A Nigerian girl’s big dream to be a doctor

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The Day of the Girl Child took me back to my days as a girl when being a doctor wasn’t realistic

Earlier this week, Nigeria joined the rest of the world in celebrating the Day of the Girl Child under the theme Girls’ Progress = Goals’ Progress: What Counts for Girls.

According to the United Nations’ official statement on the day, while we can applaud the ambition and potential of the SDGs for girls, and recognize how girls’ progress is good not only for girls, but also for families, communities and society at large, we must also take this opportunity to consider how existing gaps in data on girls and young women, lack of systematic analysis, and limited use of existing data significantly limit our ability to monitor and communicate the wellbeing and progress of half of humanity.

I believe that the popular saying “Don’t allow anyone to look down on you” is easier said than done. As a young girl yet to know left from right, there are so many factors determining success in life – socio-economic status of the parent, state of the family – broken or united, siblings, our health, and every other thing surrounding us.

As the eldest child of a primary school teacher, I found myself wondering what my life would eventually become. I cannot say I had any profession in mind initially, I just had one thing that kept me going – watching the way we struggled to make ends meet every day. That was the source of my inspiration.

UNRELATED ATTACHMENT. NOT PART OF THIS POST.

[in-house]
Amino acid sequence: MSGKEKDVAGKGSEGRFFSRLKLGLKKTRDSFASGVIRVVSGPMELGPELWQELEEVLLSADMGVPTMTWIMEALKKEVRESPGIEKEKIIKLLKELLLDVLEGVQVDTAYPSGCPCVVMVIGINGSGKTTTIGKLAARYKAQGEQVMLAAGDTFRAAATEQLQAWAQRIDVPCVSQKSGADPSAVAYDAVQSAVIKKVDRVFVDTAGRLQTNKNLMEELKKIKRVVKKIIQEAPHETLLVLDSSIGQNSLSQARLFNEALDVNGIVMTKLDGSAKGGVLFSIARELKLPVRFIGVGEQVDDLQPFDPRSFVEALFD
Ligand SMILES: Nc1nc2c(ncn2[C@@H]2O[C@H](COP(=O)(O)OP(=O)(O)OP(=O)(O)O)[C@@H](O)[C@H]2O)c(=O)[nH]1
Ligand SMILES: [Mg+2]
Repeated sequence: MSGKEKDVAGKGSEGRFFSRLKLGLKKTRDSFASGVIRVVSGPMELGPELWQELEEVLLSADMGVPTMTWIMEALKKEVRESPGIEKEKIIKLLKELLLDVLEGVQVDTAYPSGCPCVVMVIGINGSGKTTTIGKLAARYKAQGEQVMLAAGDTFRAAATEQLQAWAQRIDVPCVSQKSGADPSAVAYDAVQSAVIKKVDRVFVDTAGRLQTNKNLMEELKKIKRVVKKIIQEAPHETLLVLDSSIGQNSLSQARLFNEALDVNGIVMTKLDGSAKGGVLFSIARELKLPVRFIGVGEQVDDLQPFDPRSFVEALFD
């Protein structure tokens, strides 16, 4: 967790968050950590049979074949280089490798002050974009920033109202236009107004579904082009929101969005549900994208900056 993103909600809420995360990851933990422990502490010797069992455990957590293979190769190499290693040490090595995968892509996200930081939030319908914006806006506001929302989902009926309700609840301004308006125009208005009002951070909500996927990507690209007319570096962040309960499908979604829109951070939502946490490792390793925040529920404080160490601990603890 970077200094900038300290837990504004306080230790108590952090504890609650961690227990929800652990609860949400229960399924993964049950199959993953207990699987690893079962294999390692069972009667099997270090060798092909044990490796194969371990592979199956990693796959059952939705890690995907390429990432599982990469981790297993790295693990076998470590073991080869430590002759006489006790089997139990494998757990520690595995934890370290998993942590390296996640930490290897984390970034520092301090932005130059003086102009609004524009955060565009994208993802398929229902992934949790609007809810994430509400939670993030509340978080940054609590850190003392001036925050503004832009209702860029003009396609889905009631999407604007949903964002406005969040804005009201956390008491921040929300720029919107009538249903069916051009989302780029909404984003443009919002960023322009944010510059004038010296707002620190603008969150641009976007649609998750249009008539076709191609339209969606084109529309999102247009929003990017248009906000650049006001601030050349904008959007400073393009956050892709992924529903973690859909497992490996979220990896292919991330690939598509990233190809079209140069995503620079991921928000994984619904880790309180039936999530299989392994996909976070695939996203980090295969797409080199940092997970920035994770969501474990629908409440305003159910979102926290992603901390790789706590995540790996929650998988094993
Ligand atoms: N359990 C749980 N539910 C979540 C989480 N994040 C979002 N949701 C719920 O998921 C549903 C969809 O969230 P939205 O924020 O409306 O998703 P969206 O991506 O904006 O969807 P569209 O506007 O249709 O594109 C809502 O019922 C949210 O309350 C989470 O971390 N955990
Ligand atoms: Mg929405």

Some girls as they grow up, they start to develop hatred for their parents wishing they had better parent, especially when they see their colleagues well taken care of, alighting from the best cars every day, eating the best of the food, talking about the latest films or actors while they have no access to television talk less of DSTV and the likes; that’s even if they live in an area with electricity.

Girls can be easily influenced and discourage because we all always want beautiful things – fashionable clothes, best of make ups, nice shoes and bags, most times not waiting for our time. We have our lives in our hands and we can choose to focus on the problem or work hard on the solution.

In my case, I did not allow my low estate to determine my future. I can relate with you. As a daughter of a teacher, at least I will be qualified for NCE, so you think I’m even in a better position, but I don’t want to start from where my mummy started from and mind you with the picture I’ve painted you already assumed I will surely attend public primary and secondary school, you are right, though this is not an excuse not to pass examinations- WAEC, JAMB, etc.

I was fortunate to gain admission into the school of hygiene to study community health extension workers course where I gained insight into the medical profession and I determined right there and then that I was going to do all I could to be a doctor.